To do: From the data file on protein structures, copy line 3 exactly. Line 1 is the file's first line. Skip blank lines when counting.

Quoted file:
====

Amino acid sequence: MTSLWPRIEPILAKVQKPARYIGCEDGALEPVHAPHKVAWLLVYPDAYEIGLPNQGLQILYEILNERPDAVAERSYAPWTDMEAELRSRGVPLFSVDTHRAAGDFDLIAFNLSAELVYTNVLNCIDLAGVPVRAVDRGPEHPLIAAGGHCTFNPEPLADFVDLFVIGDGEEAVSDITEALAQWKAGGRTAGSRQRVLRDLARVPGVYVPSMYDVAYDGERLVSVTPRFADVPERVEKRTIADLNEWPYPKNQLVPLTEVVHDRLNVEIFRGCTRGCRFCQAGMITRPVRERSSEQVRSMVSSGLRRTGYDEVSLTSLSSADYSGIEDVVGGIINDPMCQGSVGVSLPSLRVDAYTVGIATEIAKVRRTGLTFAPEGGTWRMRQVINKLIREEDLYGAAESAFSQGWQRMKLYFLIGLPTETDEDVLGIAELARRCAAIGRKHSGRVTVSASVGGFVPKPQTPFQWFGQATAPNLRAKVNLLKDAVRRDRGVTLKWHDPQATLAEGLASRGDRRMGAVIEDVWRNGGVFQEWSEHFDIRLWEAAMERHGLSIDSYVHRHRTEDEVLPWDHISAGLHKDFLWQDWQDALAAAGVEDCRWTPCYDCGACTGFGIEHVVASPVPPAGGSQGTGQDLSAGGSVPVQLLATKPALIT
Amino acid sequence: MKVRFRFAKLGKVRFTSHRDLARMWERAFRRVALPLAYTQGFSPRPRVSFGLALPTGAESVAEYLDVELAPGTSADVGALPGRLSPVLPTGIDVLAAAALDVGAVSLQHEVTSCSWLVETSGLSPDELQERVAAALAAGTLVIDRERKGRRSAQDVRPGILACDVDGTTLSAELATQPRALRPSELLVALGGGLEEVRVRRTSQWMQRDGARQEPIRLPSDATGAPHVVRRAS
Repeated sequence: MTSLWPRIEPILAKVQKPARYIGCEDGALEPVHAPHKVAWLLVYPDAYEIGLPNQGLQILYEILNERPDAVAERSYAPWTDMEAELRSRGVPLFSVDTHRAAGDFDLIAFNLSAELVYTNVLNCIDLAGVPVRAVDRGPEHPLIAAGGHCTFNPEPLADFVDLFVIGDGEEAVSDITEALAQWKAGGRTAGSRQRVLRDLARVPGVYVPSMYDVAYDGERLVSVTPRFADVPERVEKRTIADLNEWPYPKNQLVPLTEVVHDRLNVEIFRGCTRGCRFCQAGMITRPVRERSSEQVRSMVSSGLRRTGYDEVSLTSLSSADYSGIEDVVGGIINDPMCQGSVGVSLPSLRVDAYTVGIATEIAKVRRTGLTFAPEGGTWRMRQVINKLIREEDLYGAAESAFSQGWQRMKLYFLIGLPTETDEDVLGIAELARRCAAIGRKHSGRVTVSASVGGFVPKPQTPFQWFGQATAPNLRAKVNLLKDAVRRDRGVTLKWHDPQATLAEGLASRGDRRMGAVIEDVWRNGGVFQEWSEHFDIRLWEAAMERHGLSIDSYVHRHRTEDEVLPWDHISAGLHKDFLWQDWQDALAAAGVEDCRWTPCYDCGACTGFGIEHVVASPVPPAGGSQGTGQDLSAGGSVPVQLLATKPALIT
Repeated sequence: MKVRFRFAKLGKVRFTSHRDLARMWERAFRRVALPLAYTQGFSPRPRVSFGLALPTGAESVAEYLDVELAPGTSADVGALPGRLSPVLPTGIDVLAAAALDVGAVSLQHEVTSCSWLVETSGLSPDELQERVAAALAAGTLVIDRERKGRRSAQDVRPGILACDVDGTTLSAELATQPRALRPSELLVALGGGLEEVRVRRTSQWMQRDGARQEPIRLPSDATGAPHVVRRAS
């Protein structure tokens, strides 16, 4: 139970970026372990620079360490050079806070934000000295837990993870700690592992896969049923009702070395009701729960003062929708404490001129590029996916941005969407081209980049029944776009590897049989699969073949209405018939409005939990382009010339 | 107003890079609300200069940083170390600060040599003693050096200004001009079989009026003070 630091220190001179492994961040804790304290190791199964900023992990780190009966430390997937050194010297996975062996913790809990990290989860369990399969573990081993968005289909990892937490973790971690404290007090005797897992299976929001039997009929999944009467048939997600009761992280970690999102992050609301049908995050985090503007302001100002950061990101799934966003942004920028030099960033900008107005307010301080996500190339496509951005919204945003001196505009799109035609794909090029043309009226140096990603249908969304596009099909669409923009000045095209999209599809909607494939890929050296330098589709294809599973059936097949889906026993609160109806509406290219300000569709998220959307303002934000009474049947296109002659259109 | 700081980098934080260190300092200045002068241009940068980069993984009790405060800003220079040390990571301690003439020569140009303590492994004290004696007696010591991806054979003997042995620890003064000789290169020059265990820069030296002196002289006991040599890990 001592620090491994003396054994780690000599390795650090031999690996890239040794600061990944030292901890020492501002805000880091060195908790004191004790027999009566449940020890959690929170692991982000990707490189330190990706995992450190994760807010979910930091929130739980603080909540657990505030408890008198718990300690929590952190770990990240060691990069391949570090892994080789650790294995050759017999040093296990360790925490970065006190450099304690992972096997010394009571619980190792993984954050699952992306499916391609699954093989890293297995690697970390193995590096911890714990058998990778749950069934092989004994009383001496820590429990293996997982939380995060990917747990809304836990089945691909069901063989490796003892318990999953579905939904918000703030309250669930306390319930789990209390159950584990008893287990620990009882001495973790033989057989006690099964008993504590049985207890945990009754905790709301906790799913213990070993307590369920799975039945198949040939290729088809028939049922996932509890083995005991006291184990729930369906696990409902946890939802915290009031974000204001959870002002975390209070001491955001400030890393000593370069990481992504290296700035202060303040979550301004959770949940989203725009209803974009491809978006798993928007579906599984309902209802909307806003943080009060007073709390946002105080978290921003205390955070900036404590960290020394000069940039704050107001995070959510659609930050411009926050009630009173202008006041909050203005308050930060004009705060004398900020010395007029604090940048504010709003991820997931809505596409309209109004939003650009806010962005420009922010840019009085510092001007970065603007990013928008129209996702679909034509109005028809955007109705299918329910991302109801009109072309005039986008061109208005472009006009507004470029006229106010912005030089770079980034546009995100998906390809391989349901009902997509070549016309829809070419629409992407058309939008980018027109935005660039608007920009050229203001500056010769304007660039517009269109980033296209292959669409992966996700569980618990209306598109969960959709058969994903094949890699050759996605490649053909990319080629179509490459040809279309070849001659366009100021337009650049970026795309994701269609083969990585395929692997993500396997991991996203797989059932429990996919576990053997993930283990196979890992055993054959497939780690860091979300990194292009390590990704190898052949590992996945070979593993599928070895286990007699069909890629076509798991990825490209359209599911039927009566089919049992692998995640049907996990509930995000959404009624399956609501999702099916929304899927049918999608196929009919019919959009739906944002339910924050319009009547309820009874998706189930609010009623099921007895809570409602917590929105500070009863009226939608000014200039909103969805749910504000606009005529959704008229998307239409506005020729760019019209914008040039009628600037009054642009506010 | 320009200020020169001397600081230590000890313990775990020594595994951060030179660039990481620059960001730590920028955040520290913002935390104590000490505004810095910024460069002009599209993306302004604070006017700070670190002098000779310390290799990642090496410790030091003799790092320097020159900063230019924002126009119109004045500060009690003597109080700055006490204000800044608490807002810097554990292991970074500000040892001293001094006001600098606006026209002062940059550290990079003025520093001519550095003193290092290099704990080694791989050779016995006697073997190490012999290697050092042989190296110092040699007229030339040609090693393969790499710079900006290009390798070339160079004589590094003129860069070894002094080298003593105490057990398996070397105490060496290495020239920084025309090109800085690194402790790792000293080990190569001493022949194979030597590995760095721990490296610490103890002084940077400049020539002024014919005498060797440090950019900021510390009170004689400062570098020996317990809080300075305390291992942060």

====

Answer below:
Repeated sequence: MTSLWPRIEPILAKVQKPARYIGCEDGALEPVHAPHKVAWLLVYPDAYEIGLPNQGLQILYEILNERPDAVAERSYAPWTDMEAELRSRGVPLFSVDTHRAAGDFDLIAFNLSAELVYTNVLNCIDLAGVPVRAVDRGPEHPLIAAGGHCTFNPEPLADFVDLFVIGDGEEAVSDITEALAQWKAGGRTAGSRQRVLRDLARVPGVYVPSMYDVAYDGERLVSVTPRFADVPERVEKRTIADLNEWPYPKNQLVPLTEVVHDRLNVEIFRGCTRGCRFCQAGMITRPVRERSSEQVRSMVSSGLRRTGYDEVSLTSLSSADYSGIEDVVGGIINDPMCQGSVGVSLPSLRVDAYTVGIATEIAKVRRTGLTFAPEGGTWRMRQVINKLIREEDLYGAAESAFSQGWQRMKLYFLIGLPTETDEDVLGIAELARRCAAIGRKHSGRVTVSASVGGFVPKPQTPFQWFGQATAPNLRAKVNLLKDAVRRDRGVTLKWHDPQATLAEGLASRGDRRMGAVIEDVWRNGGVFQEWSEHFDIRLWEAAMERHGLSIDSYVHRHRTEDEVLPWDHISAGLHKDFLWQDWQDALAAAGVEDCRWTPCYDCGACTGFGIEHVVASPVPPAGGSQGTGQDLSAGGSVPVQLLATKPALIT